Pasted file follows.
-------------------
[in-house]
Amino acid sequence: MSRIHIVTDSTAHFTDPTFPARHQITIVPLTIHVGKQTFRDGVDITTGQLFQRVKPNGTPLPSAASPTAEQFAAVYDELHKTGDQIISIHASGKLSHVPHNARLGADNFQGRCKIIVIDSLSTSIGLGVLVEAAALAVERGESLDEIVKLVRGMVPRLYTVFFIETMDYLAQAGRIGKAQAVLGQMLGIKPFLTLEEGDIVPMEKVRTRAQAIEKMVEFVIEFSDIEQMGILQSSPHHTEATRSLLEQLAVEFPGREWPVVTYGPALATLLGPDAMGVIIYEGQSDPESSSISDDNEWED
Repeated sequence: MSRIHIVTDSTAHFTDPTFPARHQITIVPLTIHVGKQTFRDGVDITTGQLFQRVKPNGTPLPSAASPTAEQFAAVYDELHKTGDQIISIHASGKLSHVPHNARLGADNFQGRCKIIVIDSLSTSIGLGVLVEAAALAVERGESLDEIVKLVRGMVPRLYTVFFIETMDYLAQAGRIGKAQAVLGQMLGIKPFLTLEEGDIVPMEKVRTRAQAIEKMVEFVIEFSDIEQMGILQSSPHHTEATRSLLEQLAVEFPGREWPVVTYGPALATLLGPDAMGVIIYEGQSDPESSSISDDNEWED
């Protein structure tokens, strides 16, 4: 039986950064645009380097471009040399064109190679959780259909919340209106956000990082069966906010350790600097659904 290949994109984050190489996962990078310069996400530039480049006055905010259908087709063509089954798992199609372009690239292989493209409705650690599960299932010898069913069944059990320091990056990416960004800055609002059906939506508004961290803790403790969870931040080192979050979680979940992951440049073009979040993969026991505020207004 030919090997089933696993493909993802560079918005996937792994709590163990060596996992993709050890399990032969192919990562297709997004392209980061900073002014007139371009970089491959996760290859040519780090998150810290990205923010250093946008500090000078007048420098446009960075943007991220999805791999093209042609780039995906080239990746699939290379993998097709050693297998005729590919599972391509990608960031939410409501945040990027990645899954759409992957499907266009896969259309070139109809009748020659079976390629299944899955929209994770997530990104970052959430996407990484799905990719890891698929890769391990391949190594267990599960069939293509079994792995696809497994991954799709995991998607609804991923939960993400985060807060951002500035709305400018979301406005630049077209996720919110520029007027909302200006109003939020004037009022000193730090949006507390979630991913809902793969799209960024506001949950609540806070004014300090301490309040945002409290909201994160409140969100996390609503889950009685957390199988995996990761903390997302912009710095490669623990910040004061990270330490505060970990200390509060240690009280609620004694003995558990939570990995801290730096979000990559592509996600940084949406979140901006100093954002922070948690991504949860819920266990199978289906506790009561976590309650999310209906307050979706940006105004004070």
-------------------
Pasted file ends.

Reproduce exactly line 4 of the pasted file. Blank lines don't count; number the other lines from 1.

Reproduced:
């Protein structure tokens, strides 16, 4: 039986950064645009380097471009040399064109190679959780259909919340209106956000990082069966906010350790600097659904 290949994109984050190489996962990078310069996400530039480049006055905010259908087709063509089954798992199609372009690239292989493209409705650690599960299932010898069913069944059990320091990056990416960004800055609002059906939506508004961290803790403790969870931040080192979050979680979940992951440049073009979040993969026991505020207004 030919090997089933696993493909993802560079918005996937792994709590163990060596996992993709050890399990032969192919990562297709997004392209980061900073002014007139371009970089491959996760290859040519780090998150810290990205923010250093946008500090000078007048420098446009960075943007991220999805791999093209042609780039995906080239990746699939290379993998097709050693297998005729590919599972391509990608960031939410409501945040990027990645899954759409992957499907266009896969259309070139109809009748020659079976390629299944899955929209994770997530990104970052959430996407990484799905990719890891698929890769391990391949190594267990599960069939293509079994792995696809497994991954799709995991998607609804991923939960993400985060807060951002500035709305400018979301406005630049077209996720919110520029007027909302200006109003939020004037009022000193730090949006507390979630991913809902793969799209960024506001949950609540806070004014300090301490309040945002409290909201994160409140969100996390609503889950009685957390199988995996990761903390997302912009710095490669623990910040004061990270330490505060970990200390509060240690009280609620004694003995558990939570990995801290730096979000990559592509996600940084949406979140901006100093954002922070948690991504949860819920266990199978289906506790009561976590309650999310209906307050979706940006105004004070």